NPR's T. Susan Chang hunts morels and other wild mushrooms. Ever since I took a biology class in college (called "Plants and Humanity") I've been afraid to hunt for wild mushrooms. Our professor warned us about the death cap mushroom and told us some story about a professional mushroom hunter who was lost in the woods with a group and they stumbled upon some mushrooms. Very hungry and lacking food, he decided he would try one -- being the expert and all -- before subjecting the group to the mystery fungus. He ate it and it was poisonous and he died. At least, that's the story the professor told. Maybe he was just trying to scare us away from eating mushrooms in the woods. If so, it worked on me.

Sustainable Table fact-checks the Times and finds a statement about organic to be misleading. With all the confusion and controversy about organic food these days, I would hope sources like the New York Times would be vigilant about how they report such things.

New York Times restaurant critic Frank Bruni tries to kill himself by eating 42 fast food meals over the course of nine days and 3,650 miles. The man is insane!

My article at Lifehacker

An article I wrote entitled How to mouse goofy is up over at Lifehacker. Enjoy!

Cheese by Hand's posted a ten-minute audio clip from their trip to Vermont Butter & Cheese. Glad to see they're finding time on the road to release some clips of their interviews. They said it was their hope to do this, but sometimes such hopes are deferred.

There's an eGullet thread on the best food blogs. If someone wants to mention the new Megnut in there, I'd be honored. I don't have an eGullet account and so I can't post.

GQ heads to Chicago and discovers a new direction for American food. The article talks about Moto (with the chef who cooks with a laser), Avenues (not familiar with this one) and Alinea (chef Grant Achatz worked for Thomas Keller). The New Yorker in me is a little irritated that NY is not driving a new direction for American food. Plus it would be easier for me to eat. [via chez pim]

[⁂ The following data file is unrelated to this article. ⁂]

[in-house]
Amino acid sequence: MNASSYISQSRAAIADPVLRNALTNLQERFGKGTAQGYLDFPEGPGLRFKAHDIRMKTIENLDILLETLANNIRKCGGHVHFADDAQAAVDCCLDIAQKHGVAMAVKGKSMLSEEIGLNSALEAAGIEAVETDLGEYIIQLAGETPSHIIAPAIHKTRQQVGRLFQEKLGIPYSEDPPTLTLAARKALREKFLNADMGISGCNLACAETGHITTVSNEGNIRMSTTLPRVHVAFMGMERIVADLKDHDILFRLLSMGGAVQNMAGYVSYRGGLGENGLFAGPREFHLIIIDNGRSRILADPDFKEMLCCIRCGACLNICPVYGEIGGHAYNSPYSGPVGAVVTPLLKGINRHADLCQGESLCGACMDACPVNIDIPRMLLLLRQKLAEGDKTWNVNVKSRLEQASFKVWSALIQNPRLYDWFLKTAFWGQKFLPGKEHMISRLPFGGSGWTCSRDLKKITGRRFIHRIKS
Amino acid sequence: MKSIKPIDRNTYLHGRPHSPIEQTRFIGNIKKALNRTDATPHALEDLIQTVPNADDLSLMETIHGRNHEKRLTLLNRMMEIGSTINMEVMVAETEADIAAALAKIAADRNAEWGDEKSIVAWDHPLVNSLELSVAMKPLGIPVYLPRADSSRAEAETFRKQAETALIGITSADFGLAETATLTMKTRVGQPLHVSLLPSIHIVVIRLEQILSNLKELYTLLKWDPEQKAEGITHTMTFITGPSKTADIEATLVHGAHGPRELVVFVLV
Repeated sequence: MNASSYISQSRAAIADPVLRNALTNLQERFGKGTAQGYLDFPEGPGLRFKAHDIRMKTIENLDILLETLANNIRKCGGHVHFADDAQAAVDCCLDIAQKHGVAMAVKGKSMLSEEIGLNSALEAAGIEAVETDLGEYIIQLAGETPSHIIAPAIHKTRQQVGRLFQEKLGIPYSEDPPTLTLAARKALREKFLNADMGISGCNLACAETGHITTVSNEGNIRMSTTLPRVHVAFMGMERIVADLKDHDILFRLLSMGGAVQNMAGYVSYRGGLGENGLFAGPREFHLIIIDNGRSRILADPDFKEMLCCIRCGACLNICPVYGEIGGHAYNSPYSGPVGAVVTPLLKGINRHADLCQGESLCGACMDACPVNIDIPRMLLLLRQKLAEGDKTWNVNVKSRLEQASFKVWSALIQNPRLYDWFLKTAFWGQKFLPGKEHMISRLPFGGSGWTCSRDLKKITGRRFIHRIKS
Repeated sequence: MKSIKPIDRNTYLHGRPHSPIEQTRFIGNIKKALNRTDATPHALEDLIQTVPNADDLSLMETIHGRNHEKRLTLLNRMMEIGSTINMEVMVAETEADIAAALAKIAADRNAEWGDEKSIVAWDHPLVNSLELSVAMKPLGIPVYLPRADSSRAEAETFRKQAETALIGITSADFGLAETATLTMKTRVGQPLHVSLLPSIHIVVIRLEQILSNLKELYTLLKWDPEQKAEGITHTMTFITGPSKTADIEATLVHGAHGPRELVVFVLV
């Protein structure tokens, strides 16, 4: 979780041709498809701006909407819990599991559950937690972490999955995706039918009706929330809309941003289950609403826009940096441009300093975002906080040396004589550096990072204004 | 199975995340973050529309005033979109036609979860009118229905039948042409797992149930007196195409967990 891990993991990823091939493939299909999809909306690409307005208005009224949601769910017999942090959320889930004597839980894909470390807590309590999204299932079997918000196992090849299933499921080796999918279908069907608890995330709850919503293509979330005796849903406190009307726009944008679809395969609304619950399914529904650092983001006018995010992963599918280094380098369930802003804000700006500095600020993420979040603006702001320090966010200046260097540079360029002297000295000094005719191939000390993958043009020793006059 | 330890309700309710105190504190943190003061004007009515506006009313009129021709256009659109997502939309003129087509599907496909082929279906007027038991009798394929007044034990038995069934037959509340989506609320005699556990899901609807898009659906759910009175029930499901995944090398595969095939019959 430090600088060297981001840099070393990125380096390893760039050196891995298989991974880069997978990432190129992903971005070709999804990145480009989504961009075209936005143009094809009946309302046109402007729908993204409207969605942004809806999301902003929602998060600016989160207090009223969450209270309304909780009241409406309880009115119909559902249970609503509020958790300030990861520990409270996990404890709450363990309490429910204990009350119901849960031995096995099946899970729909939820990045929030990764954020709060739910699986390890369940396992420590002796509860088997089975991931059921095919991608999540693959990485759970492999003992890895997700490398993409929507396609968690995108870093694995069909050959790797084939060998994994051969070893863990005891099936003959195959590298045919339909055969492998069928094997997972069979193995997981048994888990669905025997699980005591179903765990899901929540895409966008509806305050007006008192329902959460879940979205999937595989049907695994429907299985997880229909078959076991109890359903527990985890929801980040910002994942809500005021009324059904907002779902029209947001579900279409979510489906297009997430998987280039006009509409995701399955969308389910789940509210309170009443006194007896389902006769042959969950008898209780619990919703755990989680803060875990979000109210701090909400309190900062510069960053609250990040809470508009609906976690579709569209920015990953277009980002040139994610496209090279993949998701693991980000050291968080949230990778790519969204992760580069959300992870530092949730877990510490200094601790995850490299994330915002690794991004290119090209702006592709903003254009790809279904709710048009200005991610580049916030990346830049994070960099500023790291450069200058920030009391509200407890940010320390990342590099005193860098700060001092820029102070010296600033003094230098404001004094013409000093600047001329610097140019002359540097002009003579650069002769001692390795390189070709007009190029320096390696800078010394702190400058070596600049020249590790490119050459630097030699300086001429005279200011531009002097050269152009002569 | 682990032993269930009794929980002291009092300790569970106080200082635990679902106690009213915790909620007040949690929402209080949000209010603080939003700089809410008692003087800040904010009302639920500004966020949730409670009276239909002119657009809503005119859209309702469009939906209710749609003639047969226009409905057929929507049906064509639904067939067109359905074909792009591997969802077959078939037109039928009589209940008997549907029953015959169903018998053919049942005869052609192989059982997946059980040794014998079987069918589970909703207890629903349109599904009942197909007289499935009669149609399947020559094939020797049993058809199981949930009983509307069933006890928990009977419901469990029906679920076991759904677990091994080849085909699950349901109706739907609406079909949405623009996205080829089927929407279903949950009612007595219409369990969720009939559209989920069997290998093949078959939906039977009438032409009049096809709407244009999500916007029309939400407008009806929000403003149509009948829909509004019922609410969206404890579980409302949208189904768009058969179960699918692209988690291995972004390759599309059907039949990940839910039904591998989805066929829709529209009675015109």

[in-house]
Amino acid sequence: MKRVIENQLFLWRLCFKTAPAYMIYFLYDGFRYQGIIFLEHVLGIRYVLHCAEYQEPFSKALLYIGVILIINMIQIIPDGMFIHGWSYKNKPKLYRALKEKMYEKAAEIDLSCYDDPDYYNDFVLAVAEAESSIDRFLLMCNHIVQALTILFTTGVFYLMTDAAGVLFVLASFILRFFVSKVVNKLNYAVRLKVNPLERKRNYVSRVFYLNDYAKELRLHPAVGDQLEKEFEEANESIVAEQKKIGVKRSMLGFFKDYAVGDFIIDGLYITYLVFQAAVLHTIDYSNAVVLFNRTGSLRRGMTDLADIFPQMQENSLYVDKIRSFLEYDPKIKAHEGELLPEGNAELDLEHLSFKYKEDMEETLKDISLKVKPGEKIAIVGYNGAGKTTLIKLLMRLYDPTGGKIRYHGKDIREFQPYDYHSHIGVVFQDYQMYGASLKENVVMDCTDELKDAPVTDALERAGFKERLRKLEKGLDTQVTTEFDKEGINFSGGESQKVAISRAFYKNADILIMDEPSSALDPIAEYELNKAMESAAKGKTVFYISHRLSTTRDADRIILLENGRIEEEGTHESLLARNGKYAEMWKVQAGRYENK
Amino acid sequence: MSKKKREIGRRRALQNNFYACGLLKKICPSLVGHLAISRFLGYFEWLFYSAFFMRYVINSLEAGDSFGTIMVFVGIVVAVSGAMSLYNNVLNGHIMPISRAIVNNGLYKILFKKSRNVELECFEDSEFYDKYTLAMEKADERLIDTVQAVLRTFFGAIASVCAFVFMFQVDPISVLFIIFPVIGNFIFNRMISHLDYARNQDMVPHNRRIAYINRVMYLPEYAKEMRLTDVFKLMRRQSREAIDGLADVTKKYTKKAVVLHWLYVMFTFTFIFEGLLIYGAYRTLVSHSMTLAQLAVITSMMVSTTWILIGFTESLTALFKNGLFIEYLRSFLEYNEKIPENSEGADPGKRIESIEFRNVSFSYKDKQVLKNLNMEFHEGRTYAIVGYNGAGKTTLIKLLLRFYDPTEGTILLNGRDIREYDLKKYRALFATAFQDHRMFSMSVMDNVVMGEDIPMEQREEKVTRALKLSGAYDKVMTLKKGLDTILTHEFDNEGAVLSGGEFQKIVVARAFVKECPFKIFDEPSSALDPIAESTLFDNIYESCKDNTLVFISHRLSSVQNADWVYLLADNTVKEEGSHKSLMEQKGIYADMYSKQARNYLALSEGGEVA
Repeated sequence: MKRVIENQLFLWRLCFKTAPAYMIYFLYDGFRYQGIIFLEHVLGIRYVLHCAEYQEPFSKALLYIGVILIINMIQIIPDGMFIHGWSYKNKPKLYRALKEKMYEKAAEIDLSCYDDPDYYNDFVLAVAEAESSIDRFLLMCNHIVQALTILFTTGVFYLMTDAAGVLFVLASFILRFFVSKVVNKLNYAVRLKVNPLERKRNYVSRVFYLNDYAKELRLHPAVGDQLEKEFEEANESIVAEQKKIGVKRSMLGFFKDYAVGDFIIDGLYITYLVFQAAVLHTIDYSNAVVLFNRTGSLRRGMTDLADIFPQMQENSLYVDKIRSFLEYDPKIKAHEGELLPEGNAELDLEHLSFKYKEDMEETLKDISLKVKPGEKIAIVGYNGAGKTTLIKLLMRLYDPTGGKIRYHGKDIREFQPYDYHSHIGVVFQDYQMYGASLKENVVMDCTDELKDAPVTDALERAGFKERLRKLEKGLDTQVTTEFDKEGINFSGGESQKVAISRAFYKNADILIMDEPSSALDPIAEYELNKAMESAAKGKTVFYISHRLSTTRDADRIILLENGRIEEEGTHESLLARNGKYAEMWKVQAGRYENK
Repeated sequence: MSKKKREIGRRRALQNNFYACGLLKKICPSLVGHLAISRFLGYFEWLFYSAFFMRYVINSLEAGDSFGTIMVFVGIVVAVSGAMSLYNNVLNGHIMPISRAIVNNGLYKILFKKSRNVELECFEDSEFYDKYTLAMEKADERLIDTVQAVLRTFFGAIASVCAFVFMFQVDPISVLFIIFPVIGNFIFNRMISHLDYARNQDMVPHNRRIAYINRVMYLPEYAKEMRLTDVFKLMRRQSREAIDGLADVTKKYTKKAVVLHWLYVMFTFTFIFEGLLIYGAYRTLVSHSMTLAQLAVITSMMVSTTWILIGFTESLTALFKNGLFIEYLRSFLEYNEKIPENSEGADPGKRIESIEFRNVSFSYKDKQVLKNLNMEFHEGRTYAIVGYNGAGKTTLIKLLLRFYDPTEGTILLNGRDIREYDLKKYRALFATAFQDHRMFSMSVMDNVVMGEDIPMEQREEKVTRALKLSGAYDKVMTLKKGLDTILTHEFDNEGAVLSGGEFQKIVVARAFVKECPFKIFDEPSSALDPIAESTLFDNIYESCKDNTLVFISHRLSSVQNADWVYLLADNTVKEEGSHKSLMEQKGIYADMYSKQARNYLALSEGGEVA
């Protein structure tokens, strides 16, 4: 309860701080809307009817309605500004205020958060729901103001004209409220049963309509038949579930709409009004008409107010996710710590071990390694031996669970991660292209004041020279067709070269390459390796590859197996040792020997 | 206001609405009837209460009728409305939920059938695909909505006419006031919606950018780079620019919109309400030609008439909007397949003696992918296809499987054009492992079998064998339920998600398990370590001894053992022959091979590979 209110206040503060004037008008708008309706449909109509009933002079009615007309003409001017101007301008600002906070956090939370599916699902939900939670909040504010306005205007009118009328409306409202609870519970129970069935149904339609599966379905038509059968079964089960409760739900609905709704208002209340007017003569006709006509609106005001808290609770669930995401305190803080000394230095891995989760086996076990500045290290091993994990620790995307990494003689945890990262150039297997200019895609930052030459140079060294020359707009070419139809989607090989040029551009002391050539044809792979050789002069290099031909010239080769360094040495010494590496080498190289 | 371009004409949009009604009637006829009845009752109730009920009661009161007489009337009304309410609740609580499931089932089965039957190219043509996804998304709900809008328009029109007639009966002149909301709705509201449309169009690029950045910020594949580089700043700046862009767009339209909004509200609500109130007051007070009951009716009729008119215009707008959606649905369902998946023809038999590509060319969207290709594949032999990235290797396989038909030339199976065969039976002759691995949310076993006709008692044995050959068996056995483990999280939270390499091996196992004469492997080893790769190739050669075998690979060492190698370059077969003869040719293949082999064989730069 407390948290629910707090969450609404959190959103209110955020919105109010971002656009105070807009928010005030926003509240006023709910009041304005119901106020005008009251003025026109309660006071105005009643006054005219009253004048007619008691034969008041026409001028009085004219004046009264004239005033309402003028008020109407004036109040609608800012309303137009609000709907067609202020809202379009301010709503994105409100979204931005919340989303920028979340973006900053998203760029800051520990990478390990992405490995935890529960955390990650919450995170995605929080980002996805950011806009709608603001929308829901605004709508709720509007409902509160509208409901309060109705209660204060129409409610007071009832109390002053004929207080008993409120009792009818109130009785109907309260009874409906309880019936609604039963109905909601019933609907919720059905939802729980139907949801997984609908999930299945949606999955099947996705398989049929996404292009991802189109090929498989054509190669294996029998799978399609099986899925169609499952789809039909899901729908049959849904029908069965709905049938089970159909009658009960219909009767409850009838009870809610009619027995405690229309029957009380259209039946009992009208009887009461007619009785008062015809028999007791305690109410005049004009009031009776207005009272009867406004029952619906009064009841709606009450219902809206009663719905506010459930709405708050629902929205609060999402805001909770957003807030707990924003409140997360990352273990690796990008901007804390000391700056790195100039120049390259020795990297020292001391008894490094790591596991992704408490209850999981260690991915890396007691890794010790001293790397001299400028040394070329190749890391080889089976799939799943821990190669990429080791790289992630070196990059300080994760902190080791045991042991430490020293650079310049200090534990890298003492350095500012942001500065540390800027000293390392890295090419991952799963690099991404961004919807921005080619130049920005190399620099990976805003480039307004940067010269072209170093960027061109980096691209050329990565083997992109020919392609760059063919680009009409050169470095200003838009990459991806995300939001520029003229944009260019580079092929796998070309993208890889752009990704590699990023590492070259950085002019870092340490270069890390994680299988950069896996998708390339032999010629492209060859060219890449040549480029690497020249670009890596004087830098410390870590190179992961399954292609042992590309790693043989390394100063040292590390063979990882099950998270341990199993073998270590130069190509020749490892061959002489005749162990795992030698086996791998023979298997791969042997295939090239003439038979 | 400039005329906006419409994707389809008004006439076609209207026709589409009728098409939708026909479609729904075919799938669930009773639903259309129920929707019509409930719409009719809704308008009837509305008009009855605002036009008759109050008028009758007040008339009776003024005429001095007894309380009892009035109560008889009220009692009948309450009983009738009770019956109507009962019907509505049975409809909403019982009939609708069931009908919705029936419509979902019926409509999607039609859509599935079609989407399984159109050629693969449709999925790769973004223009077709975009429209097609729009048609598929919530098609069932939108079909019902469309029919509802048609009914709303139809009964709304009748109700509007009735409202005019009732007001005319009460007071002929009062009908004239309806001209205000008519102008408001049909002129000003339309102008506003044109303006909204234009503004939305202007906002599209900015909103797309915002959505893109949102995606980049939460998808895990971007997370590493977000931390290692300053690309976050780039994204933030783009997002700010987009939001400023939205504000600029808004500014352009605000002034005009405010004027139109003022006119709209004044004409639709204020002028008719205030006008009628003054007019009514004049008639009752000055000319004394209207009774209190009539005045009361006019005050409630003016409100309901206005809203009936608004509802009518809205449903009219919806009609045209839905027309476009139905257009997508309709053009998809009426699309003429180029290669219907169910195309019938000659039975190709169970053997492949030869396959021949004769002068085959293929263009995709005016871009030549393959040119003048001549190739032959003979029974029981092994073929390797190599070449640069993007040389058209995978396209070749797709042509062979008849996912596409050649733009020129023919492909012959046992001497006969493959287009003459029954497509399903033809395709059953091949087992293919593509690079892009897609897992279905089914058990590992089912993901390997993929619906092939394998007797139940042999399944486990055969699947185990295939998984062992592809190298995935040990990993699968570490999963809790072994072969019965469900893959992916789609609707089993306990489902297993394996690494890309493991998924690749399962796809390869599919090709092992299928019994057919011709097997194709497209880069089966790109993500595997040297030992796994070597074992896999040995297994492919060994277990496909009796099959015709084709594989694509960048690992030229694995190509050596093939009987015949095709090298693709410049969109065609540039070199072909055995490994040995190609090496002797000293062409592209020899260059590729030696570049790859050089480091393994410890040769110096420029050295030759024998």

Audio from the BBC's The Food Programme about frozen food from February, 2006. Over the winter I actually used some frozen vegetables (baby spinach, broccoli, green beans) and found them to be tasty and very convenient. Now that the farmer's market is carrying such stuff, I'm back to using fresh. [Thanks Michael!]

Following the life of a pig

Life of a Pig: from the birth of five piglets to a celebratory dinner of pork. A Seattle chef spends eight weeks documenting her time on a farm and following the life of the pigs she will eventually serve in her restaurant.

Life of a Pig reminds us to be grateful for what we have and to recognize the value in supporting our local farms and farmers. It is not about change, but creating awareness.

As a chef, I have mindlessly chopped, sliced, baked, roasted, grilled, braised hundreds ...gulp...thousands of pounds of meat, fish, produce without a second thought. Just after weeks of my participation in Life of a Pig I look at my cooler filled with food, differently

A really great look at pigs and what goes on at a farm, accompanied by great photos as well. I really enjoyed reading this.

A sort of report from the FDA on benzene levels in soda reports Accidental Hedonist. Benzene is a carcinogen and has been found in soft drinks in limits above those considered safe for drinking water.

Argentina bans beef exports to combat inflation, according to this snippet of an article in the Economist. Drat, just as I'm getting into Argentinian and grass-fed beef too! [Thanks Jim!]

Augie emailed to point me to his rant from last December about foie gras and Chicago. It's well worth reading and he raises excellent points. The more I think about the contradiction inherent in such a ban, the angrier I get. Shutting down small farms and leaving large factory farms intact doesn't do much to solve the problem of inhumane animal treatment. It just leaves people to feel good about themselves and pretend they've made a difference in the world, while hundreds of thousands of animals continue their miserable existences until they are killed for our consumption.

Earlier in May, the James Beard Foundation hosted a day of seminars, "Trends & Transitions: Exploring Careers in the Culinary Industry." Now the podcasts of these seminars are online for free download. I haven't listened to any yet, but there's one entitled "From Blogging to Blockbusters."

The BBC takes a look at trans-fats and answers some common questions about them.

A visit to Eleven Madison Park and chef Humm

Always a fan of restaurateur Danny Meyer, and a fan of his New York spot Eleven Madison Park, I couldn't let all the recent hype (see Eleven Madison Park is the hot table and More about chef Humm at EMP) about their new chef pass me by. So Jason and I headed over for dinner last week to check out Daniel Humm's cuisine and see if things were as great as everyone had been saying.